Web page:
mouse man page on Plan9

Man page or keyword search:  
man Server   549 pages
apropos Keyword Search (all sections)
Output format
Plan9 logo
[printable version]

MOUSE(3)							      MOUSE(3)

       mouse, cursor - kernel mouse interface

       bind -a #m /dev


       The  mouse  device provides an interface to the mouse.  There is also a
       cursor associated with the screen; it is always displayed at  the  cur‐
       rent mouse position.

       Reading	the mouse file returns the mouse status: its position and but‐
       ton state.  The read blocks until the state has changed since the  last
       read.  The read returns 49 bytes: the letter m followed by four decimal
       strings, each 11 characters wide followed by a blank: x and y,  coordi‐
       nates  of  the  mouse  position in the screen image; buttons, a bitmask
       with the 1, 2, and 4 bits set when the mouse's left, middle, and	 right
       buttons,	 respectively,	are  down; and msec, a time stamp, in units of

       Writing the mouse file, in the same format, causes the mouse cursor  to
       move  to	 the position specified by the x and y coordinates of the mes‐
       sage.  The buttons and msec fields are ignored and may be omitted.

       Writes to the mousein file are processed as if they were	 generated  by
       the  mouse  hardware  itself, as extra mouse events to be processed and
       passed back via the mouse file.	The mousein file, which may be	opened
       only  by	 the  host owner, is intended for controlling devices, such as
       USB mice, that are managed by user-level software.  Each	 event	should
       consist	of  the	 letter m followed by delta x, delta y, and buttons as
       space-separated decimal numbers.

       Writing to the mousectl file configures and controls  the  mouse.   The
       messages are:

       serial n
	      sets serial port n to be the mouse port.

       ps2    sets the PS2 port to be the mouse port.

	      uses the wheel on a Microsoft Intellimouse as the middle button.

	      is  equivalent  to  a write of ps2 followed by a write of intel‐

       accelerated [n]
	      turns on mouse acceleration.  N is an optional acceleration fac‐

       linear turns off mouse acceleration.

       res n  sets mouse resolution to a setting between 0 and 3 inclusive.

       hwaccel on/off
	      sets  whether  acceleration is done in hardware or software.  By
	      default, PS2 mice use hardware and  serial  mice	use  software.
	      Some  laptops  (notably  the  IBM	 Thinkpad T23) don't implement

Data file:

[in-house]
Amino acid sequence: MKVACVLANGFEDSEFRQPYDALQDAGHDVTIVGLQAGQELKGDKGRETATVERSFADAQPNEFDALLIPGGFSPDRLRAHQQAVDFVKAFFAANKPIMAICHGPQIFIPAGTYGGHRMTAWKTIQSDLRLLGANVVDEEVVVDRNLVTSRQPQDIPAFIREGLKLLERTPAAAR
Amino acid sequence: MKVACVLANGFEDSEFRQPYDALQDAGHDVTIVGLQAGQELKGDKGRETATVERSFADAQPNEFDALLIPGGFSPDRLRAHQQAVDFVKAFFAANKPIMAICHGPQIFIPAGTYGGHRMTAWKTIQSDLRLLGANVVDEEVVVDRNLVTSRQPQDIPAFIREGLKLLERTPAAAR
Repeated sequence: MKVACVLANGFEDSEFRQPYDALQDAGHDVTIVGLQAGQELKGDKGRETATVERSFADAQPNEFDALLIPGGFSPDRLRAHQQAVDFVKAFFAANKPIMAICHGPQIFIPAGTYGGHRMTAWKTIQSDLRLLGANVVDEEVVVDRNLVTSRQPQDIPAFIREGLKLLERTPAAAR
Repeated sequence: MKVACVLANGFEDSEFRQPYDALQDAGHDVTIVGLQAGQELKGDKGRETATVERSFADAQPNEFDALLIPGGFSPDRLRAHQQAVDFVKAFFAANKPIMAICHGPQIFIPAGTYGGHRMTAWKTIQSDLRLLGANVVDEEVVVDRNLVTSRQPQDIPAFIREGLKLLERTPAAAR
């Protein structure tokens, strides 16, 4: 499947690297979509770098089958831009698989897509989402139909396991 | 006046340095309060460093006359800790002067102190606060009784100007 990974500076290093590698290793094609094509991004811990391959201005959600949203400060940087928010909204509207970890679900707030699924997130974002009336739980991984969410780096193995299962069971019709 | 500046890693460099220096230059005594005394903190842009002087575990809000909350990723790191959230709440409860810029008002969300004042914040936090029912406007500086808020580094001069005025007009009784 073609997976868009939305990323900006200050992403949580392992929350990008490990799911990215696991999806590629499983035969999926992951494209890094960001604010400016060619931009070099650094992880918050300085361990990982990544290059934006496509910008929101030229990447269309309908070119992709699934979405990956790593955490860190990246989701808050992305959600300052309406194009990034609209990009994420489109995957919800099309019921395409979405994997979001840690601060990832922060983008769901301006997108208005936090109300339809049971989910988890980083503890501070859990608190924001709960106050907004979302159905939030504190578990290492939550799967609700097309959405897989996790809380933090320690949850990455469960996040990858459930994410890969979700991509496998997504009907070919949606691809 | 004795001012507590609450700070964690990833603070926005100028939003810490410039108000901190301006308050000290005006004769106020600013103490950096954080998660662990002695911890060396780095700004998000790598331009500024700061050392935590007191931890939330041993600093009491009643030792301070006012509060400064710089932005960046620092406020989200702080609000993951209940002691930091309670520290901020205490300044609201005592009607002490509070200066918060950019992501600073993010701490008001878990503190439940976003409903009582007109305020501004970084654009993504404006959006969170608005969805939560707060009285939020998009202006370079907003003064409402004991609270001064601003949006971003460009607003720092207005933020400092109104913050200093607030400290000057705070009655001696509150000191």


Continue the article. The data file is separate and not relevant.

hardware acceleration for external mice.

       swap   swaps the left and right buttons on the mouse.

       buttonmap xyz
	      numbers the left, middle, and right mouse buttons x, y,  and  z,
	      respectively.  If xyz is omitted, the default map, 123, is used.
	      Thus in the default state writing buttonmap 321 swaps  left  and
	      right  buttons  and  writing  buttonmap  123  or	just buttonmap
	      restores their usual meaning.  Note that buttonmap messages  are
	      idempotent, unlike swap.

       reset  clears the mouse to its default state.

       Not  all	 mice  interpret  all messages; with some devices, some of the
       messages may be no-ops.

       Cursors are described in graphics(2).  When read or written from or  to
       the  cursor file, they are represented in a 72-byte binary format.  The
       first and second four bytes are little endian 32-bit numbers specifying
       the x and y coordinates of the cursor offset; the next 32 bytes are the
       clr bitmask, and the last 32 bytes the set bitmask.

       Reading from the cursor file returns the	 current  cursor  information.
       Writing	to  the	 cursor	 file  sets the current cursor information.  A
       write of fewer than 72 bytes sets the cursor to the default, an arrow.

       The mouse and cursor files are multiplexed by rio(1) to give the	 illu‐
       sion of a private mouse to each of its clients.	The semantics are oth‐
       erwise the same except that notification of a window resize  is	passed
       to  the	application using a mouse message beginning with r rather than
       m; see rio(4) for details.

       To cope with pointing devices with only two buttons, when the shift key
       is pressed, the right mouse button generates middle-button events.



       The  cursor  format is big endian while the rest of the graphics inter‐
       face is little endian.

                             _         _         _ 
                            | |       | |       | |     
                            | |       | |       | |     
                         __ | | __ __ | | __ __ | | __  
                         \ \| |/ / \ \| |/ / \ \| |/ /  
                          \ \ / /   \ \ / /   \ \ / /   
                           \   /     \   /     \   /    
                            \_/       \_/       \_/ 
More information is available in HTML format for server Plan9

List of man pages available for Plan9

Copyright (c) for man pages and the logo by the respective OS vendor.

For those who want to learn more, the polarhome community provides shell access and support.

[legal] [privacy] [GNU] [policy] [cookies] [netiquette] [sponsors] [FAQ]
Polarhome, production since 1999.
Member of Polarhome portal.
Based on Fawad Halim's script.
Vote for polarhome
Free Shell Accounts :: the biggest list on the net